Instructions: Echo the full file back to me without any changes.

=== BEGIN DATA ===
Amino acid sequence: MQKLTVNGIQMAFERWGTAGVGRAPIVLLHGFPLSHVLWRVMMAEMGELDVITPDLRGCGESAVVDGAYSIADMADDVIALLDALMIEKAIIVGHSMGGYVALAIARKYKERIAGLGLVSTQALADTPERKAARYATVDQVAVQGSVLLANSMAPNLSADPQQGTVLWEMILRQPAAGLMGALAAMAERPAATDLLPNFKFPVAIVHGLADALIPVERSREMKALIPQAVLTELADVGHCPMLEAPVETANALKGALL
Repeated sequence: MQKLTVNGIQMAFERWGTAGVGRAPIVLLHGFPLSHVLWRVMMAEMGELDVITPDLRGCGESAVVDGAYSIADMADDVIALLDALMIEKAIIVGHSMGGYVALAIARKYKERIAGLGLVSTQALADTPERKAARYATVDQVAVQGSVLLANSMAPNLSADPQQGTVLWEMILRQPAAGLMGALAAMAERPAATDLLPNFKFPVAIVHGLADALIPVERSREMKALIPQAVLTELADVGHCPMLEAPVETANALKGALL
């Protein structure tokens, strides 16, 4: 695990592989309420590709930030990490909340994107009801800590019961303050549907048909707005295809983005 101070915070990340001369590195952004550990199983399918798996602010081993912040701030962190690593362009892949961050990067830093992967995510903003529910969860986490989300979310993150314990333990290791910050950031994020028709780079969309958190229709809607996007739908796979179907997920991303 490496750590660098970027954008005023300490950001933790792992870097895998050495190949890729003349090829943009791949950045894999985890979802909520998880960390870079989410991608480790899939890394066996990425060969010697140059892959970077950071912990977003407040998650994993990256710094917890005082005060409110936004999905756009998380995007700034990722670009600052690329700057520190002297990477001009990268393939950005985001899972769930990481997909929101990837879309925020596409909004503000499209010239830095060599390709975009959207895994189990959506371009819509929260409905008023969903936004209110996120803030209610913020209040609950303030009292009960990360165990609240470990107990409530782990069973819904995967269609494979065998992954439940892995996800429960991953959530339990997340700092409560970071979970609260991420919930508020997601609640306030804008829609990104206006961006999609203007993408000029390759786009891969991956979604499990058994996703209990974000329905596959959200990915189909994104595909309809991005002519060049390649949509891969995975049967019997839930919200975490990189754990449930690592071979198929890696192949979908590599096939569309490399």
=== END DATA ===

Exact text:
Amino acid sequence: MQKLTVNGIQMAFERWGTAGVGRAPIVLLHGFPLSHVLWRVMMAEMGELDVITPDLRGCGESAVVDGAYSIADMADDVIALLDALMIEKAIIVGHSMGGYVALAIARKYKERIAGLGLVSTQALADTPERKAARYATVDQVAVQGSVLLANSMAPNLSADPQQGTVLWEMILRQPAAGLMGALAAMAERPAATDLLPNFKFPVAIVHGLADALIPVERSREMKALIPQAVLTELADVGHCPMLEAPVETANALKGALL
Repeated sequence: MQKLTVNGIQMAFERWGTAGVGRAPIVLLHGFPLSHVLWRVMMAEMGELDVITPDLRGCGESAVVDGAYSIADMADDVIALLDALMIEKAIIVGHSMGGYVALAIARKYKERIAGLGLVSTQALADTPERKAARYATVDQVAVQGSVLLANSMAPNLSADPQQGTVLWEMILRQPAAGLMGALAAMAERPAATDLLPNFKFPVAIVHGLADALIPVERSREMKALIPQAVLTELADVGHCPMLEAPVETANALKGALL
């Protein structure tokens, strides 16, 4: 695990592989309420590709930030990490909340994107009801800590019961303050549907048909707005295809983005 101070915070990340001369590195952004550990199983399918798996602010081993912040701030962190690593362009892949961050990067830093992967995510903003529910969860986490989300979310993150314990333990290791910050950031994020028709780079969309958190229709809607996007739908796979179907997920991303 490496750590660098970027954008005023300490950001933790792992870097895998050495190949890729003349090829943009791949950045894999985890979802909520998880960390870079989410991608480790899939890394066996990425060969010697140059892959970077950071912990977003407040998650994993990256710094917890005082005060409110936004999905756009998380995007700034990722670009600052690329700057520190002297990477001009990268393939950005985001899972769930990481997909929101990837879309925020596409909004503000499209010239830095060599390709975009959207895994189990959506371009819509929260409905008023969903936004209110996120803030209610913020209040609950303030009292009960990360165990609240470990107990409530782990069973819904995967269609494979065998992954439940892995996800429960991953959530339990997340700092409560970071979970609260991420919930508020997601609640306030804008829609990104206006961006999609203007993408000029390759786009891969991956979604499990058994996703209990974000329905596959959200990915189909994104595909309809991005002519060049390649949509891969995975049967019997839930919200975490990189754990449930690592071979198929890696192949979908590599096939569309490399």